Slotted this year on the festival calendar immediately after Moscow, instead of before, the 36th KVIFF aimed mightily to boost it's A-category status. Under president Jií Bartoška and artistic director Eva Zaoralová, the festival committee raised a reported budget of $2.5 million that included added support from patrons (Philip Morris, eský Telecom, Premiere) and the presence of newly opened deluxe hotels, first-class restaurants, and renovated movie venues but a short walking distance from each other. Add to this the promising revival of New Czech Cinema -- current productions by Jan Svrák, Petr Zelenka, Saša Gedeon, Jan Hebejk and David Ondíek currently command a healthy 35% of the home box office -- and you have an event that suffers only from a slight lack of hotel space during the opening and closing night galas.



International Competition
Karlovy Vary Crystal Globe (Grand Prix): Jean-Pierre Jeunet's Le fabuleux destin d'Amélie Poulain (Amélie from Montmartre, France)

Special Jury Prize: Robert Glinski's Cze Tereska (Hi, Tereska, Poland)

Best Director: Ibolya Fekete, Chico (Hungary-Germany-Croatia-Chile)

Best Actress: Viveka Seldahl, En sång för Martin (A Song for Martin, Denmark-Sweden)

Best Actor: Sven Wollter, En sång för Martin (A Song for Martin, Denmark-Sweden)

Special Jury Mentions: Maziar Miri's Qateh-ye nataman (Unfinished Song, Iran) and Maryse Sistach's Perfume de violetas (Violet Perfume, Mexico)

Documentary Competition
Alain Cavalier's Vies (Lives, France) (over 30 minutes)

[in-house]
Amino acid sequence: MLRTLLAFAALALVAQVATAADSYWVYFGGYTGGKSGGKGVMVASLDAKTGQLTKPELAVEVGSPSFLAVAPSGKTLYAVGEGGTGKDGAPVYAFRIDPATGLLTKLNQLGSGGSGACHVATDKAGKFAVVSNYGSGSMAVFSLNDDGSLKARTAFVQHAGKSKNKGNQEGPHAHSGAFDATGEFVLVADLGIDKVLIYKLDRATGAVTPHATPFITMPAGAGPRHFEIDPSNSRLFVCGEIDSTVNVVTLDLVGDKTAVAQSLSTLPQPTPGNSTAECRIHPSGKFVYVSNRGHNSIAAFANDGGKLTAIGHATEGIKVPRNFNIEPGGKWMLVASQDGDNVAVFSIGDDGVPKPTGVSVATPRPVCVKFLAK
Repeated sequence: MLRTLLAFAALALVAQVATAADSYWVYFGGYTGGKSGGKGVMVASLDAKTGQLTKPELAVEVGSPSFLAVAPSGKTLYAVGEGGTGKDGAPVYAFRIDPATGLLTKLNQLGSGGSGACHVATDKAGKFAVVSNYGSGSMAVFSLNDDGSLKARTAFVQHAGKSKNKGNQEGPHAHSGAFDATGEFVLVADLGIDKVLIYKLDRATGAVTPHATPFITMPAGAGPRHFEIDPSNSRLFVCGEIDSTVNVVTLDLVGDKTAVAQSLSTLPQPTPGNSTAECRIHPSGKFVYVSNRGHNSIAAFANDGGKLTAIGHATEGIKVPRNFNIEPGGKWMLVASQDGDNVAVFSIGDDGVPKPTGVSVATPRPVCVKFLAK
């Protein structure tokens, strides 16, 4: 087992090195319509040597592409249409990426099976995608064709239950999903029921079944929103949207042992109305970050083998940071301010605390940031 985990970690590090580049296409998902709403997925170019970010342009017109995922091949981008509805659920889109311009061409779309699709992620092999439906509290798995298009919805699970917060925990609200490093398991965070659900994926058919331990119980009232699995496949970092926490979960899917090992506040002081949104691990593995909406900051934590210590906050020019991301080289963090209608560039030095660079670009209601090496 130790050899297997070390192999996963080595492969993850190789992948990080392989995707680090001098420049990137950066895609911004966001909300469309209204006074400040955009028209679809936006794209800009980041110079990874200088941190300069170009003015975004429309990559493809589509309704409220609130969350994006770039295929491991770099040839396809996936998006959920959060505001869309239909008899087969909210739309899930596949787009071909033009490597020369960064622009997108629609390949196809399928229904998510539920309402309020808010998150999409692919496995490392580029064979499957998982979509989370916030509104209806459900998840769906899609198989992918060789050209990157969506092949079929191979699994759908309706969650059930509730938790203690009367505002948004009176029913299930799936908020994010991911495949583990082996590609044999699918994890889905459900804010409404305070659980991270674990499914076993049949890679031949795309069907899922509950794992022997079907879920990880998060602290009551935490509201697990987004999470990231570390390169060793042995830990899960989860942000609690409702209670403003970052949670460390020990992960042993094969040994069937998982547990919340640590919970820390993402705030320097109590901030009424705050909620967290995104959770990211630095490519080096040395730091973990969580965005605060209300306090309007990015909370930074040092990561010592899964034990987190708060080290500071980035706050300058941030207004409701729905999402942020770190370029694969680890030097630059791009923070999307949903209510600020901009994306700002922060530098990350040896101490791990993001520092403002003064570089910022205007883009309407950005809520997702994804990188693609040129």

Uyen Luu's Pho (Noodle Soup, Vietnam) (under 30 minutes)

Special Mentions: Helena Teštíková's eny na pelomu tisíciletí -- V pasti (Women at the End of the Century, Czech Republic) and photographer Pavel Kostomarov on Sergei Loznitsa's Poselenie (The Settlement, Russia)

International Critics (FIPRESCI) Prize
Robert Glinski's Cze Tereska (Hi, Tereska, Poland)

Ecumenical Prize
Ibolya Fekete's Chico (Hungary-Germany-Croatia-Chile)

Horizons Section: Rakhshan Bani Etemad's Zir-e poust-e shahr (Under the Skin of the City, Iran)

Don Quixote Award (International Federation of Film Clubs)
Maryse Sistach's Perfume de violetas (Violet Perfume, Mexico)

Philip Morris Freedom Prize
East of the West Section: Artur Aristakisian's Mesto na zemlye (A Place on Earth, Russia)

Lifetime Achievement Awards
"Ben Kingsley (UK) and Otakar Vávra (Czech Republic)

Karlovy Vary Region Prize
"Marie-José Nat (France)

Prize of Town of Karlovy Vary
Bigas Luna (Spain)

Author Information

Ron HOLLOWAY (1933-2009) was an American critic, film historian, filmmaker and correspondent who adopted Europe as his home in the early fifties and spent much of his life in Berlin. He was an expert on the study of German cinema and against all odds produced, with his wife Dorothea, the journal German Film, keeping us up-to-date with the work of directors, producers and writers and the showing of German films around the world.

In 2007, Ron Holloway and his wife were awarded the Berlinale Camera Award. Ron also received the Bundesverdienstkreuz (German Cross of Merit), Polish Rings, Cannes Gold Medaille, the American Cinema Foundation Award, the Diploma for Support of Russian Cinema and an honorary award from the German Film Critics' Association.

Ron was also a valued contributor to Kinema for the past fifteen years.